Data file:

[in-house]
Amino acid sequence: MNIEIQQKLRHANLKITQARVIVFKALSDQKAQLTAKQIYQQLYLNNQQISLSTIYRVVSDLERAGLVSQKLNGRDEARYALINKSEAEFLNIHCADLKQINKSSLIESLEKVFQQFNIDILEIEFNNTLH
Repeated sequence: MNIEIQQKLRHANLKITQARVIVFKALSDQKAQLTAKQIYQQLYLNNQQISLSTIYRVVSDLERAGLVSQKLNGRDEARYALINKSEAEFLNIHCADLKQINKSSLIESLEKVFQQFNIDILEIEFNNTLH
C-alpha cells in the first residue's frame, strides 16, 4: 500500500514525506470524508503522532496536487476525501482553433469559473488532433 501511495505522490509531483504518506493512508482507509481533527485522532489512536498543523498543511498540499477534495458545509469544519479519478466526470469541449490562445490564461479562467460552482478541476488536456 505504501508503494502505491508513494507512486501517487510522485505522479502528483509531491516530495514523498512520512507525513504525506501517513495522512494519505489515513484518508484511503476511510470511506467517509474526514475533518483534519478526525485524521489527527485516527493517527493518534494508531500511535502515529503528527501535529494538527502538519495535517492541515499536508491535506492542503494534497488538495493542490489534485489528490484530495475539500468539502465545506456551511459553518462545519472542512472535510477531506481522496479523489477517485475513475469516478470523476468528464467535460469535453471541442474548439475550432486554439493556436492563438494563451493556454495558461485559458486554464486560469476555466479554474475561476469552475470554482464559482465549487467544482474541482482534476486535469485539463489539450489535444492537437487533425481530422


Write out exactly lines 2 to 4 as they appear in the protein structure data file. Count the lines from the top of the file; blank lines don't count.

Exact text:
Amino acid sequence: MNIEIQQKLRHANLKITQARVIVFKALSDQKAQLTAKQIYQQLYLNNQQISLSTIYRVVSDLERAGLVSQKLNGRDEARYALINKSEAEFLNIHCADLKQINKSSLIESLEKVFQQFNIDILEIEFNNTLH
Repeated sequence: MNIEIQQKLRHANLKITQARVIVFKALSDQKAQLTAKQIYQQLYLNNQQISLSTIYRVVSDLERAGLVSQKLNGRDEARYALINKSEAEFLNIHCADLKQINKSSLIESLEKVFQQFNIDILEIEFNNTLH
C-alpha cells in the first residue's frame, strides 16, 4: 500500500514525506470524508503522532496536487476525501482553433469559473488532433 501511495505522490509531483504518506493512508482507509481533527485522532489512536498543523498543511498540499477534495458545509469544519479519478466526470469541449490562445490564461479562467460552482478541476488536456 505504501508503494502505491508513494507512486501517487510522485505522479502528483509531491516530495514523498512520512507525513504525506501517513495522512494519505489515513484518508484511503476511510470511506467517509474526514475533518483534519478526525485524521489527527485516527493517527493518534494508531500511535502515529503528527501535529494538527502538519495535517492541515499536508491535506492542503494534497488538495493542490489534485489528490484530495475539500468539502465545506456551511459553518462545519472542512472535510477531506481522496479523489477517485475513475469516478470523476468528464467535460469535453471541442474548439475550432486554439493556436492563438494563451493556454495558461485559458486554464486560469476555466479554474475561476469552475470554482464559482465549487467544482474541482482534476486535469485539463489539450489535444492537437487533425481530422